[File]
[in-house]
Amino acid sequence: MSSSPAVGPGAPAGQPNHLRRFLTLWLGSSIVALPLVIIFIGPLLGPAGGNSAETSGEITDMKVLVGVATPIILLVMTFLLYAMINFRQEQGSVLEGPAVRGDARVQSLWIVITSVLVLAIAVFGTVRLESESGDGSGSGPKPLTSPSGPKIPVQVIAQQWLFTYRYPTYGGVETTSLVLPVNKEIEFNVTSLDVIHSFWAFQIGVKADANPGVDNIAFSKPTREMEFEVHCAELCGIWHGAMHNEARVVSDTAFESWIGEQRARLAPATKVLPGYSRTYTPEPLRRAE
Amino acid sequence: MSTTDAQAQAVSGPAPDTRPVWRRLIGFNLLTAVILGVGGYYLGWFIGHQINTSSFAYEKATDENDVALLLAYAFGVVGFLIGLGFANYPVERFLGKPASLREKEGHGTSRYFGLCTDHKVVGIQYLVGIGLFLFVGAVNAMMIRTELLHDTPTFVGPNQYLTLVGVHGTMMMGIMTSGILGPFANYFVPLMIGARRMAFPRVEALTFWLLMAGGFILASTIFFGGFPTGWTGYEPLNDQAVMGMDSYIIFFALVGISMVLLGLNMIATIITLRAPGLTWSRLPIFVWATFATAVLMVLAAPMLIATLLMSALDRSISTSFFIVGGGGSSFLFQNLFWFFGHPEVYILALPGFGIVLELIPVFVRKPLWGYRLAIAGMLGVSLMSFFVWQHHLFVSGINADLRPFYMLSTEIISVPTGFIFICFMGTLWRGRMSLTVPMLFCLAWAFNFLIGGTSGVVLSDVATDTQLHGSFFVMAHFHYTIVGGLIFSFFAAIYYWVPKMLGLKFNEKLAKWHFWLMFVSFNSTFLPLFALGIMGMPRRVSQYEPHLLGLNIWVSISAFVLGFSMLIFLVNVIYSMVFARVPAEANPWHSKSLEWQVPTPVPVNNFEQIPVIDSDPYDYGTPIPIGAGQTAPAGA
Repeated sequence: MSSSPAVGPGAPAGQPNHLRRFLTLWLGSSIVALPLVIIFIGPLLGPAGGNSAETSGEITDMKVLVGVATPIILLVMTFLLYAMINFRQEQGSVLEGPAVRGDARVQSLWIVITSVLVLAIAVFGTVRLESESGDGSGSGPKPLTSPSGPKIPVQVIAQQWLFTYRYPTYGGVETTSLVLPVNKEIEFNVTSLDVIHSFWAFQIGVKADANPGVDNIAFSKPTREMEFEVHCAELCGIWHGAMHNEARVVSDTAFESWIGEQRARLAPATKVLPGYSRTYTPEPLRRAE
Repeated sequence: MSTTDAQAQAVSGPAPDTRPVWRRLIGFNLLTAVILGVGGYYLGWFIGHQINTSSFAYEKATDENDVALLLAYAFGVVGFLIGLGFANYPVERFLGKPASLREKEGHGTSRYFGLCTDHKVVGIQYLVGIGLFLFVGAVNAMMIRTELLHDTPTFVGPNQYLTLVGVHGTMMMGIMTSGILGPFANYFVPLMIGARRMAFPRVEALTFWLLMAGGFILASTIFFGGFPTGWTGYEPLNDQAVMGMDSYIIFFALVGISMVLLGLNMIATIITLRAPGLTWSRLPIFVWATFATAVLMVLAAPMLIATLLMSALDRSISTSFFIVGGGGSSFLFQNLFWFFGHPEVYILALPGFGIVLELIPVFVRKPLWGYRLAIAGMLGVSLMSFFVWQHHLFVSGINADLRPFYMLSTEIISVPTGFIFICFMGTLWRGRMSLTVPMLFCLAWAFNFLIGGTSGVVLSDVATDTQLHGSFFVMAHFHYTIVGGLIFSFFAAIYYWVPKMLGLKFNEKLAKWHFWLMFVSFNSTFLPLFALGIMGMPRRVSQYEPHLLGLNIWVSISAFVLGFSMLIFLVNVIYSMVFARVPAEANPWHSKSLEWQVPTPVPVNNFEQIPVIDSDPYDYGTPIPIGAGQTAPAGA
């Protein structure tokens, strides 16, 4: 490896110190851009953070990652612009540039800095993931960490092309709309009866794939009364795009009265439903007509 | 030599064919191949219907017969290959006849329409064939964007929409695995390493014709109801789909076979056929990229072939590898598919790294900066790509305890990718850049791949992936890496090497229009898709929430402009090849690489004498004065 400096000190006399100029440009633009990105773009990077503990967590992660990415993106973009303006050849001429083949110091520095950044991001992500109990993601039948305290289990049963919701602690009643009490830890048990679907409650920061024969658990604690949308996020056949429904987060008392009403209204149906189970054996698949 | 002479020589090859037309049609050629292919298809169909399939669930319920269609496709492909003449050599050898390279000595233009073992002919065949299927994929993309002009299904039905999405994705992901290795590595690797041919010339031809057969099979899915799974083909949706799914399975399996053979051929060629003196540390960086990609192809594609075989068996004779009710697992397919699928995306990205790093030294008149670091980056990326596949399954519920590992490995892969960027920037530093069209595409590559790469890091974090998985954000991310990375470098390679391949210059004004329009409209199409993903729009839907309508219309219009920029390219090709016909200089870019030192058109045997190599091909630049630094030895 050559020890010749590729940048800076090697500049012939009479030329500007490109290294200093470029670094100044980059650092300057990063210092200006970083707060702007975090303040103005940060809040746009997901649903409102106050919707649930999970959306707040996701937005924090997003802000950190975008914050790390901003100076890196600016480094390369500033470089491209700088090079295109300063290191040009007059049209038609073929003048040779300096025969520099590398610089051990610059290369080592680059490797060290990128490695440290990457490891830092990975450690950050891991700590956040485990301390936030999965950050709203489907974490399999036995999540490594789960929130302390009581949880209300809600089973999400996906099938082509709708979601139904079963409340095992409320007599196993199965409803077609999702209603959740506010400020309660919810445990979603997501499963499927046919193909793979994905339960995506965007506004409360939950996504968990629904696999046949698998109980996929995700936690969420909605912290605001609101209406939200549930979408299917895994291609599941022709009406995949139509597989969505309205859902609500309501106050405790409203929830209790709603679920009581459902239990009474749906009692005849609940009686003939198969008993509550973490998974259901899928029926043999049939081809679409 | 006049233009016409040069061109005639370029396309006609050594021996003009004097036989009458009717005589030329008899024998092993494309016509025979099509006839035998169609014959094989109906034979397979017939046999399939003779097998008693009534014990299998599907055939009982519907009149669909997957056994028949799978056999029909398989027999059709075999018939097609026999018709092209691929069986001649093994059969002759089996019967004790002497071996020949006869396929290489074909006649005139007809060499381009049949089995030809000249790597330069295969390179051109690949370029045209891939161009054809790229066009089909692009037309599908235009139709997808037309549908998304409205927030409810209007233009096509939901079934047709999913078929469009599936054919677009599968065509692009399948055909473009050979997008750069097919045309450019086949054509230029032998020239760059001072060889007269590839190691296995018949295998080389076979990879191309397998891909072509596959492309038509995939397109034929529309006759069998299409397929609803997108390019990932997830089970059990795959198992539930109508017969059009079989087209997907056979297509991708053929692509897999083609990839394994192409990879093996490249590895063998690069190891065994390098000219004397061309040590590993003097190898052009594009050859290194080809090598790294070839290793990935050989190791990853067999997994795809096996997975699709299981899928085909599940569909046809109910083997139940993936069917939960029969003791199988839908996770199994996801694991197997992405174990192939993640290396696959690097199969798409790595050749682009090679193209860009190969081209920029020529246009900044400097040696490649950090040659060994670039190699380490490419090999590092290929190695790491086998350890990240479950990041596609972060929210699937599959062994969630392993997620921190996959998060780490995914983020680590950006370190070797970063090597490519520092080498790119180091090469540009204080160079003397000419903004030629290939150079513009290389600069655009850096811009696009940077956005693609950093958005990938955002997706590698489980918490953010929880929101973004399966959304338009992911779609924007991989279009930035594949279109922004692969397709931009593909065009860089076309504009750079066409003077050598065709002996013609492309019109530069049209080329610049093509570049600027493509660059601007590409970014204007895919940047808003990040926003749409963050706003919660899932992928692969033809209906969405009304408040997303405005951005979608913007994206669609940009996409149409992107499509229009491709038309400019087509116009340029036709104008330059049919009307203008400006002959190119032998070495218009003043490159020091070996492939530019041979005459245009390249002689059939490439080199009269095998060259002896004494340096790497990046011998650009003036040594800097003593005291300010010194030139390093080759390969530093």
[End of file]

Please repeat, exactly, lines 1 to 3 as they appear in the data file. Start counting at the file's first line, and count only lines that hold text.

[in-house]
Amino acid sequence: MSSSPAVGPGAPAGQPNHLRRFLTLWLGSSIVALPLVIIFIGPLLGPAGGNSAETSGEITDMKVLVGVATPIILLVMTFLLYAMINFRQEQGSVLEGPAVRGDARVQSLWIVITSVLVLAIAVFGTVRLESESGDGSGSGPKPLTSPSGPKIPVQVIAQQWLFTYRYPTYGGVETTSLVLPVNKEIEFNVTSLDVIHSFWAFQIGVKADANPGVDNIAFSKPTREMEFEVHCAELCGIWHGAMHNEARVVSDTAFESWIGEQRARLAPATKVLPGYSRTYTPEPLRRAE
Amino acid sequence: MSTTDAQAQAVSGPAPDTRPVWRRLIGFNLLTAVILGVGGYYLGWFIGHQINTSSFAYEKATDENDVALLLAYAFGVVGFLIGLGFANYPVERFLGKPASLREKEGHGTSRYFGLCTDHKVVGIQYLVGIGLFLFVGAVNAMMIRTELLHDTPTFVGPNQYLTLVGVHGTMMMGIMTSGILGPFANYFVPLMIGARRMAFPRVEALTFWLLMAGGFILASTIFFGGFPTGWTGYEPLNDQAVMGMDSYIIFFALVGISMVLLGLNMIATIITLRAPGLTWSRLPIFVWATFATAVLMVLAAPMLIATLLMSALDRSISTSFFIVGGGGSSFLFQNLFWFFGHPEVYILALPGFGIVLELIPVFVRKPLWGYRLAIAGMLGVSLMSFFVWQHHLFVSGINADLRPFYMLSTEIISVPTGFIFICFMGTLWRGRMSLTVPMLFCLAWAFNFLIGGTSGVVLSDVATDTQLHGSFFVMAHFHYTIVGGLIFSFFAAIYYWVPKMLGLKFNEKLAKWHFWLMFVSFNSTFLPLFALGIMGMPRRVSQYEPHLLGLNIWVSISAFVLGFSMLIFLVNVIYSMVFARVPAEANPWHSKSLEWQVPTPVPVNNFEQIPVIDSDPYDYGTPIPIGAGQTAPAGA